(CNN) -- British football fans could have a greater say in the way their club is run after the national government confirmed they are investigating a raft of radical measures to reform the game.
The proposals are said to include a stipulation that supporters' groups must own over 25 per cent of their club and have the option to buy it should they encounter financial difficulties.
The new measures could be included in Labour's upcoming election manifesto, with a vow to become law within a year, if the ruling party are returned by the public at the general election, which must be held before June 3.
A spokesman for the Department for Culture, Media and Sport told CNN: "Football clubs were built on the life-time loyalty of fans and every care should be taken to protect clubs' long-term financial futures.
"That is why we have consistently said that we want to see a greater degree of supporter representation at football clubs. We believe this could give fans a greater say in how their club is run and financed.
"There are many good examples of the beneficial effects of supporter democracy across Europe. There is widespread recognition that more needs to be done to improve transparency and the financial regulation of the game."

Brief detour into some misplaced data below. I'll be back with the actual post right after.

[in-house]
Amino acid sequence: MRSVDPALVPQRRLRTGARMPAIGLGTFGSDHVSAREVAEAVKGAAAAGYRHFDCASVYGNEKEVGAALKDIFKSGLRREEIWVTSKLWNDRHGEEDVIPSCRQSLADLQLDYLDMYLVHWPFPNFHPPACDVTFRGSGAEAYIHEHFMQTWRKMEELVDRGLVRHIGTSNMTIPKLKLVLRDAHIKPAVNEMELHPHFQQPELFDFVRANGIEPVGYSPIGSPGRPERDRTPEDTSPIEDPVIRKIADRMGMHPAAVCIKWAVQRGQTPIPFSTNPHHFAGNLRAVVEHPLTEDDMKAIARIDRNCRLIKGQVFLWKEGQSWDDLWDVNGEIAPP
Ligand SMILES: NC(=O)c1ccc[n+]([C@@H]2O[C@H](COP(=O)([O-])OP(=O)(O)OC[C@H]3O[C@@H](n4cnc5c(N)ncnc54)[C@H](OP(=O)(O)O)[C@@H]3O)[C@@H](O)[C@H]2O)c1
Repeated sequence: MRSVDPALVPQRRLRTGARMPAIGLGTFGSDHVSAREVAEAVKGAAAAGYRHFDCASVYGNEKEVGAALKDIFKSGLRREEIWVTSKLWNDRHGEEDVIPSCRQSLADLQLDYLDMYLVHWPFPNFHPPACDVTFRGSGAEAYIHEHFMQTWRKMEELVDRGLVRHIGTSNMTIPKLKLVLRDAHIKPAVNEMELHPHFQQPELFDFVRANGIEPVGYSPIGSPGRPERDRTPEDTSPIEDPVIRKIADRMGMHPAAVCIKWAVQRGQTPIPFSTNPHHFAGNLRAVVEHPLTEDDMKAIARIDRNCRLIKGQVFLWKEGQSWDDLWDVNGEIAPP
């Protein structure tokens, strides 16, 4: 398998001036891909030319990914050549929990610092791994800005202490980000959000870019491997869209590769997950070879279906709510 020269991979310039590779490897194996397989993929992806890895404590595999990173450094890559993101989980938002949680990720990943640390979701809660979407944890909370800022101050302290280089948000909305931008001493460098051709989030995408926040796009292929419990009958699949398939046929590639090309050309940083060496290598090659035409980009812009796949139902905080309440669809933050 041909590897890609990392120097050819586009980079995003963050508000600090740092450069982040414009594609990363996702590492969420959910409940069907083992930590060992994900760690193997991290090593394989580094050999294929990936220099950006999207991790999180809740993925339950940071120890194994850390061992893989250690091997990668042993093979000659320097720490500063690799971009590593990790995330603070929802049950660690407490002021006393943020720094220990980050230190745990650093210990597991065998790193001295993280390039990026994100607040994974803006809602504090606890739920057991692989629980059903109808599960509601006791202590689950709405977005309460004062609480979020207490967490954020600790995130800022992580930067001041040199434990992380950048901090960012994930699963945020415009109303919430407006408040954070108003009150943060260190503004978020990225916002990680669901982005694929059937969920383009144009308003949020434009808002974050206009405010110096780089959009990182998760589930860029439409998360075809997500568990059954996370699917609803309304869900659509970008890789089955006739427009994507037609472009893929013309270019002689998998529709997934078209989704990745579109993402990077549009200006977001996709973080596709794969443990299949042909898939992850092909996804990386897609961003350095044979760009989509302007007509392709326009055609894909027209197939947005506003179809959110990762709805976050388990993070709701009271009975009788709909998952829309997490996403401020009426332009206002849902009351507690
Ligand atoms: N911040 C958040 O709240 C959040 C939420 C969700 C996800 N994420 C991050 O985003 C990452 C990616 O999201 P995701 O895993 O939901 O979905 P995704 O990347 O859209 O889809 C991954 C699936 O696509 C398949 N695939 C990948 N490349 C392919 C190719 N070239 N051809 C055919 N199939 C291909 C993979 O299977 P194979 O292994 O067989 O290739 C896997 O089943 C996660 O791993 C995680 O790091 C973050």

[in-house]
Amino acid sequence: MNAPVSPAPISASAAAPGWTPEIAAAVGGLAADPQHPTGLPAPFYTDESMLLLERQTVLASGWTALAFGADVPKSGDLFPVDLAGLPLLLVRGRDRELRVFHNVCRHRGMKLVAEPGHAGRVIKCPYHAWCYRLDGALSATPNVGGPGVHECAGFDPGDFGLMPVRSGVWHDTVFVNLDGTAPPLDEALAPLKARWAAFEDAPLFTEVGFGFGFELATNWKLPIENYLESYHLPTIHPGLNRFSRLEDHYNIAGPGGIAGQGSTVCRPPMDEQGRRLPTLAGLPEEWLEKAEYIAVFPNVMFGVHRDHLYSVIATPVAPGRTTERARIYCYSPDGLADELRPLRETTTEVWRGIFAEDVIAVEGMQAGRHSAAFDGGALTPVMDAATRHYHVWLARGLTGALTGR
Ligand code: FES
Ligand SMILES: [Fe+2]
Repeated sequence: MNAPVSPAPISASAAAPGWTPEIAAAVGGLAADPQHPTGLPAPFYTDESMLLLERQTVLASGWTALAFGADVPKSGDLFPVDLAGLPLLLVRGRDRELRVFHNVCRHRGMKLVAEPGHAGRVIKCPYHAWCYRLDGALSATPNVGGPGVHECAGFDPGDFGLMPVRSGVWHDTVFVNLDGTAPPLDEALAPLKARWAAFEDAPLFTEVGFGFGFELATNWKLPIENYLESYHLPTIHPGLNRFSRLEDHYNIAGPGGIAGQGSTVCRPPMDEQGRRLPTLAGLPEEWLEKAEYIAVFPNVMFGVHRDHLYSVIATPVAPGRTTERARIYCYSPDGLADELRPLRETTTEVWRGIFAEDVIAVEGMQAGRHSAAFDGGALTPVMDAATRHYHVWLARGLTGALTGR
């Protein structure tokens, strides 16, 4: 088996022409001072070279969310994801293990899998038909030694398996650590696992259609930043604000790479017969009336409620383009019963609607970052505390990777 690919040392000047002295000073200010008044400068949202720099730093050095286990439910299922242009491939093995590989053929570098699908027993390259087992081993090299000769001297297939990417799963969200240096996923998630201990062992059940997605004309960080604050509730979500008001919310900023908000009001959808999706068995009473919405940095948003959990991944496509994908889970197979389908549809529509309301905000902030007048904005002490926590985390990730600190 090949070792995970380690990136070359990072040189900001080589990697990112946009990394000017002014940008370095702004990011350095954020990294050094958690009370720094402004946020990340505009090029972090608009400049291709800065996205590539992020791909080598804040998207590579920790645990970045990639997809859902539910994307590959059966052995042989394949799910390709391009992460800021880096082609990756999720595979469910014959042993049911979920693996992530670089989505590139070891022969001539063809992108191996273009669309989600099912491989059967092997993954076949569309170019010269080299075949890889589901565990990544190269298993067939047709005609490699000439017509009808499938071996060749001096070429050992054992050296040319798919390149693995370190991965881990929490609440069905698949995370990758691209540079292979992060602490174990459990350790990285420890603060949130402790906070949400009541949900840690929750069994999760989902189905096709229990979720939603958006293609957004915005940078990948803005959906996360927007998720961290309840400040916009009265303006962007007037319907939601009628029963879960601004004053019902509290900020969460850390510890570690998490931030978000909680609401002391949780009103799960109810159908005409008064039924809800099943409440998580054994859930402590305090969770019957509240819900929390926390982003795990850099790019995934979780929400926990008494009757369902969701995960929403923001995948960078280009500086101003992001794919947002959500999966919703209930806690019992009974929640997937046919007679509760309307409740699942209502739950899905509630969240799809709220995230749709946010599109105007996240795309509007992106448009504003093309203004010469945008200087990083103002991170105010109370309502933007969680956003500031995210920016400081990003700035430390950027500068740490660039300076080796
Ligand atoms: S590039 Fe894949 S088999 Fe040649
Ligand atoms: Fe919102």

UEFA president Michel Platini welcomed the plans at a news conference in Brussels. He said: "Personally, I think it is a great idea... that the supporters invest in a club because they at the end of the day defend the club's identity.
"They [the fans] are always there. They are always watching the games. There are clubs now where the president is not a national of the country, the coach is not of a national of the country and the players are not nationals of the country. The only ones to have any kind of identity are the supporters."
English Premier League clubs Manchester United and Liverpool have a combined debt of over $1.4 billion and supporters of both have protested against their owners, both of whom are American.
A group of wealthy businessmen calling themselves the "Red Knights" have signaled their intention to launch a takeover bid for Manchester United, and the government's plans have similarities with their campaign.
Last month, Portsmouth became the first Premier League club to go into administration with debts of around $90 million, according to their administrator Andrew Andronikou.
The UK's main opposition party, the Conservatives, called for more clarity in a statement given to CNN: "Given that Labour have overseen an unprecedented period of instability in football club ownership, fans will be looking for reassurance that Labour are serious about this move."